Malaysia to set up election reform panel

KUALA LUMPUR - Malaysian premier Najib Razak said his government will set up a bipartisan parliamentary committee on election reform, a month after police quashed a rally demanding changes to the polling process.

Najib said the panel, comprising government and opposition members, will have a mandate to discuss "everything that needs to be done," state media reported late Monday.

"This is so that we can reach a consensus in the next election without any suspicion about manipulation by the government," Najib added.

The announcement comes after riot police last month used tear gas and water cannon to disperse the largest rally the country has seen in four years, arresting 1,600 people.

Thousands gathered in downtown Kuala Lumpur on July 9 to demand electoral reforms as part of a rally organised by Bersih 2.0, a coalition of nongovernmental organisations.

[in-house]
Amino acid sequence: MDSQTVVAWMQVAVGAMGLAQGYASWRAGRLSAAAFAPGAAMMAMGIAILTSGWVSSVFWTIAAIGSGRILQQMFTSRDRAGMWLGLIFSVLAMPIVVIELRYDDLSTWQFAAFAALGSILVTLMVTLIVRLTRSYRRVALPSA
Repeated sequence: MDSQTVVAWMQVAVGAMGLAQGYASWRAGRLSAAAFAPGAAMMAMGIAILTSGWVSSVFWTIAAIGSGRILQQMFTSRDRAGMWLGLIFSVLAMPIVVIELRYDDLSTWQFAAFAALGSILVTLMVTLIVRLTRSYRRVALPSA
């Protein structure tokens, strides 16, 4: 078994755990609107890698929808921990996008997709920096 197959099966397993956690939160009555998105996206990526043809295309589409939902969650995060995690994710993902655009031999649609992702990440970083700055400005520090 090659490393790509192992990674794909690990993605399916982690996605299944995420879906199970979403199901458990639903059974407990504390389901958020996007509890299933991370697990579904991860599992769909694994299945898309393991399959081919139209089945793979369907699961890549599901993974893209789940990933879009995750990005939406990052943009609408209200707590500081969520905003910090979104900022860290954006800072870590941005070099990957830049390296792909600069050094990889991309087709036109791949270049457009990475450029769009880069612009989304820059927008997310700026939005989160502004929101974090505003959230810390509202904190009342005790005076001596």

It has called for reforms including the use of indelible ink to prevent multiple voting, and equal access for all parties to the mainstream media, which is largely government-linked and controlled through printing permits.

Najib also criticised his own government's handling of foreign media reports on the Bersih rally after it censored sections of an article in The Economist, citing "incorrect information" on last month's protest.

"The very act of censoring it made a bigger story than the article itself. If the international media wants to criticise us, let it be," he was quoted as saying by the Star daily.

"If they cross the line, then we have to resolve (the matter) through legal means and (suing for) defamation is one of the means," the paper quoted him as saying.

Malaysia was ranked 141st out of 178 countries in the 2010 Reporters Without Borders press freedom index, because of its tight controls on print and broadcast media.

Najib's administration has to call elections by 2013, but is widely expected to seek a new mandate by next year.

His Barisan Nasional coalition has ruled Malaysia for half a century, but won a reduced majority at the last poll in 2008.